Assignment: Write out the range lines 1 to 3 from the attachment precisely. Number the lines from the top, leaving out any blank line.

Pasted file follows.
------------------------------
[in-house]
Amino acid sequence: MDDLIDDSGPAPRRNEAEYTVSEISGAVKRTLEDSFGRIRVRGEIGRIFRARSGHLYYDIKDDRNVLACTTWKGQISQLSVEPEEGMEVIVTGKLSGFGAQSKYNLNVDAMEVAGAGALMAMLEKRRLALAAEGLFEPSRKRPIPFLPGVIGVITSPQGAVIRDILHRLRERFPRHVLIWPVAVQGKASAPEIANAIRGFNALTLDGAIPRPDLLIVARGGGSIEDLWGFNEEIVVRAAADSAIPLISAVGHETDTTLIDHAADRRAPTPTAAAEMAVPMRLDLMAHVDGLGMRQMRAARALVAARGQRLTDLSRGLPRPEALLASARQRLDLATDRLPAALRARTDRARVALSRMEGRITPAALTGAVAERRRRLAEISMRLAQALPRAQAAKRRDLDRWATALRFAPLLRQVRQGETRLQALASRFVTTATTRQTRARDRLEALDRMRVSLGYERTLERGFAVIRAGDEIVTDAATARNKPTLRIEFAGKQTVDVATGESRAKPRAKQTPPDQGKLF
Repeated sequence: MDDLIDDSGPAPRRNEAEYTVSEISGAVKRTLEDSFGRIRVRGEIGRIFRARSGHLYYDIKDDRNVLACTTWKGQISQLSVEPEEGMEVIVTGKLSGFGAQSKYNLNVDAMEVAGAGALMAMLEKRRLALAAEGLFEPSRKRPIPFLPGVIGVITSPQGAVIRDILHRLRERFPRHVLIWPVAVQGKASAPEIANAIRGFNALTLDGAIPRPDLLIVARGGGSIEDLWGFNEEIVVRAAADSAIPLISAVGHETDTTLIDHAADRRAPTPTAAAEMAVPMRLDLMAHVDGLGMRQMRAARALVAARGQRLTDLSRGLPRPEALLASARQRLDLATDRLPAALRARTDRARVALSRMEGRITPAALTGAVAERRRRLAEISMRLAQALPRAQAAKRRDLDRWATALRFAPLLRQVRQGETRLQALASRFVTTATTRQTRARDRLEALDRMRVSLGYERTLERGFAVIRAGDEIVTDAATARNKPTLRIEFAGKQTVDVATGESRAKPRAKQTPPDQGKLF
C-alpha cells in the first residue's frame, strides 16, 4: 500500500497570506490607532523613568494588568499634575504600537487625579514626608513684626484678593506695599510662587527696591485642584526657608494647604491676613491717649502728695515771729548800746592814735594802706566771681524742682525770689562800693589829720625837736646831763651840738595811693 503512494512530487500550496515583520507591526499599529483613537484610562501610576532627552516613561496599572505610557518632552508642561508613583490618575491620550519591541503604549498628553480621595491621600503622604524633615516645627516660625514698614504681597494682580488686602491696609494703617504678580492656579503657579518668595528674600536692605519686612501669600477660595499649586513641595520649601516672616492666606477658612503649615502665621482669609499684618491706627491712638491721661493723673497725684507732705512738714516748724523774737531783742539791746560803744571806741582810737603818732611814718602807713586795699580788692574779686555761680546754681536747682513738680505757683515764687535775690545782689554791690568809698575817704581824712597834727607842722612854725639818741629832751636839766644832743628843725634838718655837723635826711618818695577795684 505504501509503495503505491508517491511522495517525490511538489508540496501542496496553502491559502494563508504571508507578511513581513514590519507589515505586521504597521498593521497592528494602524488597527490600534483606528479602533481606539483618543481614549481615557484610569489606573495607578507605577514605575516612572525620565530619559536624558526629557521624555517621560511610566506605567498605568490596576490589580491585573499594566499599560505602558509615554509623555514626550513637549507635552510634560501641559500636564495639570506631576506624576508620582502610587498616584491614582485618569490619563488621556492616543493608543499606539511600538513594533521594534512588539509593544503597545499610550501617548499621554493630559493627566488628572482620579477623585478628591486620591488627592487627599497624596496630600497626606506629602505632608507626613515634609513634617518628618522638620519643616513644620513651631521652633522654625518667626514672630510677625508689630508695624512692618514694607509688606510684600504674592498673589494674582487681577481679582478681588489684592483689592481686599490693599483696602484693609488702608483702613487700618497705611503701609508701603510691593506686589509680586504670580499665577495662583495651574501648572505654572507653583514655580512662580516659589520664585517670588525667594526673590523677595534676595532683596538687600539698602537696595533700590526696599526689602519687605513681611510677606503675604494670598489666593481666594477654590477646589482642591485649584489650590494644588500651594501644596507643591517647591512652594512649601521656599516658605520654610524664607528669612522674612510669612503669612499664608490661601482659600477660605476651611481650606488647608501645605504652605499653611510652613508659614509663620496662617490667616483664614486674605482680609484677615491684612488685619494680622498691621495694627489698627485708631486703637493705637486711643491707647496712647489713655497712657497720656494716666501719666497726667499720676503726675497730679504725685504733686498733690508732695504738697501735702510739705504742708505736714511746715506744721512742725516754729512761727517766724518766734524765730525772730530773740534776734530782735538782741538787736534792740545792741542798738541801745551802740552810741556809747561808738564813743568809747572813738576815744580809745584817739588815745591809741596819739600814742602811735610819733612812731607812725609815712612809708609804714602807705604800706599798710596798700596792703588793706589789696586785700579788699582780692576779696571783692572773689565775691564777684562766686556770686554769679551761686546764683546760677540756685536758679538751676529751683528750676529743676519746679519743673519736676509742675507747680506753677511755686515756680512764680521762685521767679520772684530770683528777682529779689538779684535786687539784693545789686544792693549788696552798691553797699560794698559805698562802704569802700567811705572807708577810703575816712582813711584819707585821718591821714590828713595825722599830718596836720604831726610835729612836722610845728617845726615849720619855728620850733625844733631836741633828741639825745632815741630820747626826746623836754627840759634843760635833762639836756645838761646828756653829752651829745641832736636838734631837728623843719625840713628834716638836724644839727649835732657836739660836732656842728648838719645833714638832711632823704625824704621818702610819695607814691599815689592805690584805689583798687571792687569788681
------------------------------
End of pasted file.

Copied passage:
[in-house]
Amino acid sequence: MDDLIDDSGPAPRRNEAEYTVSEISGAVKRTLEDSFGRIRVRGEIGRIFRARSGHLYYDIKDDRNVLACTTWKGQISQLSVEPEEGMEVIVTGKLSGFGAQSKYNLNVDAMEVAGAGALMAMLEKRRLALAAEGLFEPSRKRPIPFLPGVIGVITSPQGAVIRDILHRLRERFPRHVLIWPVAVQGKASAPEIANAIRGFNALTLDGAIPRPDLLIVARGGGSIEDLWGFNEEIVVRAAADSAIPLISAVGHETDTTLIDHAADRRAPTPTAAAEMAVPMRLDLMAHVDGLGMRQMRAARALVAARGQRLTDLSRGLPRPEALLASARQRLDLATDRLPAALRARTDRARVALSRMEGRITPAALTGAVAERRRRLAEISMRLAQALPRAQAAKRRDLDRWATALRFAPLLRQVRQGETRLQALASRFVTTATTRQTRARDRLEALDRMRVSLGYERTLERGFAVIRAGDEIVTDAATARNKPTLRIEFAGKQTVDVATGESRAKPRAKQTPPDQGKLF
Repeated sequence: MDDLIDDSGPAPRRNEAEYTVSEISGAVKRTLEDSFGRIRVRGEIGRIFRARSGHLYYDIKDDRNVLACTTWKGQISQLSVEPEEGMEVIVTGKLSGFGAQSKYNLNVDAMEVAGAGALMAMLEKRRLALAAEGLFEPSRKRPIPFLPGVIGVITSPQGAVIRDILHRLRERFPRHVLIWPVAVQGKASAPEIANAIRGFNALTLDGAIPRPDLLIVARGGGSIEDLWGFNEEIVVRAAADSAIPLISAVGHETDTTLIDHAADRRAPTPTAAAEMAVPMRLDLMAHVDGLGMRQMRAARALVAARGQRLTDLSRGLPRPEALLASARQRLDLATDRLPAALRARTDRARVALSRMEGRITPAALTGAVAERRRRLAEISMRLAQALPRAQAAKRRDLDRWATALRFAPLLRQVRQGETRLQALASRFVTTATTRQTRARDRLEALDRMRVSLGYERTLERGFAVIRAGDEIVTDAATARNKPTLRIEFAGKQTVDVATGESRAKPRAKQTPPDQGKLF